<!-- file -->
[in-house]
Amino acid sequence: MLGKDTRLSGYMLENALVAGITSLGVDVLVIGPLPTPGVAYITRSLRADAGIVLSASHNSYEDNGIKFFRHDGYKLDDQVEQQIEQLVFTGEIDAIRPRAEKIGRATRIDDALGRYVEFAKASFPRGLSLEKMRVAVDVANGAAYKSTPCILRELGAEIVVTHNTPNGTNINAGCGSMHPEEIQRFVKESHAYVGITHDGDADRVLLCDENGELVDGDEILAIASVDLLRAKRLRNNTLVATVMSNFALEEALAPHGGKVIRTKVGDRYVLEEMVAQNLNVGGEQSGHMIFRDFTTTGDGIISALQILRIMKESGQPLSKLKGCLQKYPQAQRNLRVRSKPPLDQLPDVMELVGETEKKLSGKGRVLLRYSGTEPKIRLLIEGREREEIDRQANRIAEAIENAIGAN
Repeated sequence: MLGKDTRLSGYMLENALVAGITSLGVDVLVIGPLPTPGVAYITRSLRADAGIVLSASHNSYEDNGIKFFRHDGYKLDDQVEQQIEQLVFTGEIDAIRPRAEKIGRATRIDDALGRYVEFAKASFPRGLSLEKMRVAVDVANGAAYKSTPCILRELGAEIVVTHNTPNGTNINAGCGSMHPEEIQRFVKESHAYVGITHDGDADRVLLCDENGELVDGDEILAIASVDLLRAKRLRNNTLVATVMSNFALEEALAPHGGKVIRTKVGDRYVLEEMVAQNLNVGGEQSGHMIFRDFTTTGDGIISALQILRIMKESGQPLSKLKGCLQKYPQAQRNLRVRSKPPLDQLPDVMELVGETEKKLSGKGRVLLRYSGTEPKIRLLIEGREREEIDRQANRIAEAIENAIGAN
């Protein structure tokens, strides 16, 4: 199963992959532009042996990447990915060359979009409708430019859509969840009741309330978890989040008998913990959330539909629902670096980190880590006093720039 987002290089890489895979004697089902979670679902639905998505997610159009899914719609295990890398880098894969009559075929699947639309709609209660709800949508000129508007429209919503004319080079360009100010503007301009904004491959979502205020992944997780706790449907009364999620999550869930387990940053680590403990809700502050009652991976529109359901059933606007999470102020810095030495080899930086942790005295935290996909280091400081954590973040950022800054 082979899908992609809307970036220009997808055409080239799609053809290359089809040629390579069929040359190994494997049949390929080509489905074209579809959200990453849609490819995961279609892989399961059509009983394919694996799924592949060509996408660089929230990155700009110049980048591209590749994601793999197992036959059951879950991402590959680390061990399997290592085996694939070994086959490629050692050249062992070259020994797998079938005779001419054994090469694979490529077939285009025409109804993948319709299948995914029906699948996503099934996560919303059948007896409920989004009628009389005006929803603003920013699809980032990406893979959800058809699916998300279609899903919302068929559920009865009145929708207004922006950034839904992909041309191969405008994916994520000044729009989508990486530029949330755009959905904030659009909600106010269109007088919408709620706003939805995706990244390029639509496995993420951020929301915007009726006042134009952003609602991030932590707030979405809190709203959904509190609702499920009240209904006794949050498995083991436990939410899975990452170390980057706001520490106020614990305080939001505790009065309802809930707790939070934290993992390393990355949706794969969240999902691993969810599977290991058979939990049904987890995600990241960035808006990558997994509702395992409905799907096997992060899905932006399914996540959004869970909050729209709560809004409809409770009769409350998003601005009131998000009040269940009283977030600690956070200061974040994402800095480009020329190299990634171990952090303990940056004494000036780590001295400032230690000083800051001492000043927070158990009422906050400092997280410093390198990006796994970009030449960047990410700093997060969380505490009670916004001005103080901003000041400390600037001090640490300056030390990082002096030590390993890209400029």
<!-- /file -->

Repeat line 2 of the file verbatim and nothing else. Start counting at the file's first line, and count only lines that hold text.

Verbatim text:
Amino acid sequence: MLGKDTRLSGYMLENALVAGITSLGVDVLVIGPLPTPGVAYITRSLRADAGIVLSASHNSYEDNGIKFFRHDGYKLDDQVEQQIEQLVFTGEIDAIRPRAEKIGRATRIDDALGRYVEFAKASFPRGLSLEKMRVAVDVANGAAYKSTPCILRELGAEIVVTHNTPNGTNINAGCGSMHPEEIQRFVKESHAYVGITHDGDADRVLLCDENGELVDGDEILAIASVDLLRAKRLRNNTLVATVMSNFALEEALAPHGGKVIRTKVGDRYVLEEMVAQNLNVGGEQSGHMIFRDFTTTGDGIISALQILRIMKESGQPLSKLKGCLQKYPQAQRNLRVRSKPPLDQLPDVMELVGETEKKLSGKGRVLLRYSGTEPKIRLLIEGREREEIDRQANRIAEAIENAIGAN